|Publication number||US6058048 A|
|Application number||US 09/372,345|
|Publication date||May 2, 2000|
|Filing date||Aug 11, 1999|
|Priority date||Aug 11, 1998|
|Publication number||09372345, 372345, US 6058048 A, US 6058048A, US-A-6058048, US6058048 A, US6058048A|
|Original Assignee||Samsung Electronics, Co., Ltd.|
|Export Citation||BiBTeX, EndNote, RefMan|
|Patent Citations (3), Referenced by (47), Classifications (7), Legal Events (4)|
|External Links: USPTO, USPTO Assignment, Espacenet|
The present invention is in the field of semiconductor memory devices, and is more specifically related to a flash memory adapted for use as a boot-up memory component in a computing system.
Nonvolatile flash memories (e.g., NAND-type flash EEPROMs), are used in various applications, such as portable computers (or notebook computers), hand-held sets (e.g., cellular phones), and palm top computers. Flash memories are important components also in the field of media technology, for instance in answering machines recording voice with audio information, and digital still cameras producing video information.
As flash memories are adaptable to their own interfacing forms different from those of other kinds of memories such as DRAMs and SRAMs, it is necessary to adapt them for use in such systems. In the flash memories, address signals and input/output data signals are transferred through a plurality of pins. And the flash memories should receive command signals that distinguish signals into addresses, data, or commands.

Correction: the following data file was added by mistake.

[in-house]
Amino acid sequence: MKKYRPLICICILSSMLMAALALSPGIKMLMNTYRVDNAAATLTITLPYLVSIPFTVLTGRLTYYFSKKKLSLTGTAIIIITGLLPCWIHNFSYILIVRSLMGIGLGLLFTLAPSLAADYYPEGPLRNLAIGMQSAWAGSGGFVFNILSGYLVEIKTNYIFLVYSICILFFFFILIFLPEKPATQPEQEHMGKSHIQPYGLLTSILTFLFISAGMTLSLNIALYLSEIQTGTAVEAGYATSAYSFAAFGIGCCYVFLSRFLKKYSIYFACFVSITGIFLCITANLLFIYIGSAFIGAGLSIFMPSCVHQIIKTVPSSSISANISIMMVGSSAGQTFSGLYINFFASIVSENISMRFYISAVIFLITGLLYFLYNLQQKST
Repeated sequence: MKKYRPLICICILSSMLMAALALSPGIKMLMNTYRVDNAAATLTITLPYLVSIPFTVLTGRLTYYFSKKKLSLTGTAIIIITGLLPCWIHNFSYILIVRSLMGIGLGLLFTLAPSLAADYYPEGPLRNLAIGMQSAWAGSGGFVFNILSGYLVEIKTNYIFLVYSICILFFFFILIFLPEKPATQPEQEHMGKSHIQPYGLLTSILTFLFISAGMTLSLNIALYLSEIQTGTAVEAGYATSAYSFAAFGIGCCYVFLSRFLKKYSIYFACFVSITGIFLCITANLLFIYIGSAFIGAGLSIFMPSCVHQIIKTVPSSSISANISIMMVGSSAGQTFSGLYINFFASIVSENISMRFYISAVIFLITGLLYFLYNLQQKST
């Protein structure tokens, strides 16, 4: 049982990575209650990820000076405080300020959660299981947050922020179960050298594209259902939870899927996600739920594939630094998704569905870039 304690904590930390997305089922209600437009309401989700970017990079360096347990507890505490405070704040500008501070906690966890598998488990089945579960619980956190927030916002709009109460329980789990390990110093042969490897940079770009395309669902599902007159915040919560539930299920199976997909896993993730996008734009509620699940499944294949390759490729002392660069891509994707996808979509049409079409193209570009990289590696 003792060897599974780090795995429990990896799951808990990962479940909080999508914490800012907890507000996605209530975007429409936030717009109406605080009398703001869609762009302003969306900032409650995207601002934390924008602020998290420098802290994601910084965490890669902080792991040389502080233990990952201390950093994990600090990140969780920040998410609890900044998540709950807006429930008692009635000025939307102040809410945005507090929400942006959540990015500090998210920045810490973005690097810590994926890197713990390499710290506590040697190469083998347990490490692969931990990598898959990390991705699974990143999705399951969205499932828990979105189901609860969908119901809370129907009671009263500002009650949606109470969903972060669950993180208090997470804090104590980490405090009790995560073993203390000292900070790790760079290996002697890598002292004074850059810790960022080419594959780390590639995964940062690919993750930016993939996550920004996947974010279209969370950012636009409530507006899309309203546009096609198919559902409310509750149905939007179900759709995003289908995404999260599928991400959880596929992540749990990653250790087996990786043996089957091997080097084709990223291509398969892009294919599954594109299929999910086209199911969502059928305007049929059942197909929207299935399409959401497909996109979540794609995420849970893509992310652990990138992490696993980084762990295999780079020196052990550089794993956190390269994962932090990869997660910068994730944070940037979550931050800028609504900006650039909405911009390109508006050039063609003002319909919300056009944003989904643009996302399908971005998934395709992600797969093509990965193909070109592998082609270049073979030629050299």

A general flash memory shown in FIG. 1 has row address buffer 10, row decoder 20, column address buffer 30, column decoder 40, memory cell array 50, page buffer 60, column gate circuit 70, and data output buffer 80. Row address buffer 10 and row decoder 20 receive and store external row address XRA, and apply the latched row address to memory cell array 50 after decoding it. Column address buffer 30 and column decoder 40 receive and store external column address XCA, and apply the latched column address to column gate circuit 70 after decoding it. Memory cell array 50 is formed of a plurality of memory cells constructing a plurality of strings (e.g., NAND string in a NAND-type flash memory), in which a plurality of word lines and bit lines are arranged in a matrix form. The memory cells are arranged at intersections of rows and columns. Page buffer 60 detects and stores data signals read from the memory cells, or data signals to be stored in the memory cells identified be the addresses. Column gate circuit 70, also known as Y-Gate circuit, transfers the data held in page buffer 60 to data output buffer 80 in response to the column address. Data output buffer 80 outputs the data supplied from page buffer 70 through input/output pins.